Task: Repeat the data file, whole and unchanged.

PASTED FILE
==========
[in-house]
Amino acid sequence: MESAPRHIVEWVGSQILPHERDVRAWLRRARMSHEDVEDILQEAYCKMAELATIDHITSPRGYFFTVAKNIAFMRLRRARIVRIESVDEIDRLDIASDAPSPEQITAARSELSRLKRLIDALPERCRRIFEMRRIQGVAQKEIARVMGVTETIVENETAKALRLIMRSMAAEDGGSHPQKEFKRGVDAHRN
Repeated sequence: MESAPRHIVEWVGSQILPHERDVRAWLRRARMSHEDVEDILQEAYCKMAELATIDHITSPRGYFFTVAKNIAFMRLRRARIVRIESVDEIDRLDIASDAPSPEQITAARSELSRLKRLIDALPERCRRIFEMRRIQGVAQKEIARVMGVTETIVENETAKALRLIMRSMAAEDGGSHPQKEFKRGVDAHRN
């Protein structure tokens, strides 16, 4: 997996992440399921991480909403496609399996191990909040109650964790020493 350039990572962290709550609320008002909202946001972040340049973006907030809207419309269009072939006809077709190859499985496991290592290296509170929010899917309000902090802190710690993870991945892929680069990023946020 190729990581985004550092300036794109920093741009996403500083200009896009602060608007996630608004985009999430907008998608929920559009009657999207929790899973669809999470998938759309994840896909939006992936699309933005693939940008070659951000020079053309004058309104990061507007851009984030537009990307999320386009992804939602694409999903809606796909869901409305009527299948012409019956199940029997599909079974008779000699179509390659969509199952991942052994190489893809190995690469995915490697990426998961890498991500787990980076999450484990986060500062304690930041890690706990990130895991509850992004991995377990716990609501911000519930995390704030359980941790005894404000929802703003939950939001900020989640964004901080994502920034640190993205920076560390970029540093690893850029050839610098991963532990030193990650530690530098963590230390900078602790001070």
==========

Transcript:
[in-house]
Amino acid sequence: MESAPRHIVEWVGSQILPHERDVRAWLRRARMSHEDVEDILQEAYCKMAELATIDHITSPRGYFFTVAKNIAFMRLRRARIVRIESVDEIDRLDIASDAPSPEQITAARSELSRLKRLIDALPERCRRIFEMRRIQGVAQKEIARVMGVTETIVENETAKALRLIMRSMAAEDGGSHPQKEFKRGVDAHRN
Repeated sequence: MESAPRHIVEWVGSQILPHERDVRAWLRRARMSHEDVEDILQEAYCKMAELATIDHITSPRGYFFTVAKNIAFMRLRRARIVRIESVDEIDRLDIASDAPSPEQITAARSELSRLKRLIDALPERCRRIFEMRRIQGVAQKEIARVMGVTETIVENETAKALRLIMRSMAAEDGGSHPQKEFKRGVDAHRN
């Protein structure tokens, strides 16, 4: 997996992440399921991480909403496609399996191990909040109650964790020493 350039990572962290709550609320008002909202946001972040340049973006907030809207419309269009072939006809077709190859499985496991290592290296509170929010899917309000902090802190710690993870991945892929680069990023946020 190729990581985004550092300036794109920093741009996403500083200009896009602060608007996630608004985009999430907008998608929920559009009657999207929790899973669809999470998938759309994840896909939006992936699309933005693939940008070659951000020079053309004058309104990061507007851009984030537009990307999320386009992804939602694409999903809606796909869901409305009527299948012409019956199940029997599909079974008779000699179509390659969509199952991942052994190489893809190995690469995915490697990426998961890498991500787990980076999450484990986060500062304690930041890690706990990130895991509850992004991995377990716990609501911000519930995390704030359980941790005894404000929802703003939950939001900020989640964004901080994502920034640190993205920076560390970029540093690893850029050839610098991963532990030193990650530690530098963590230390900078602790001070």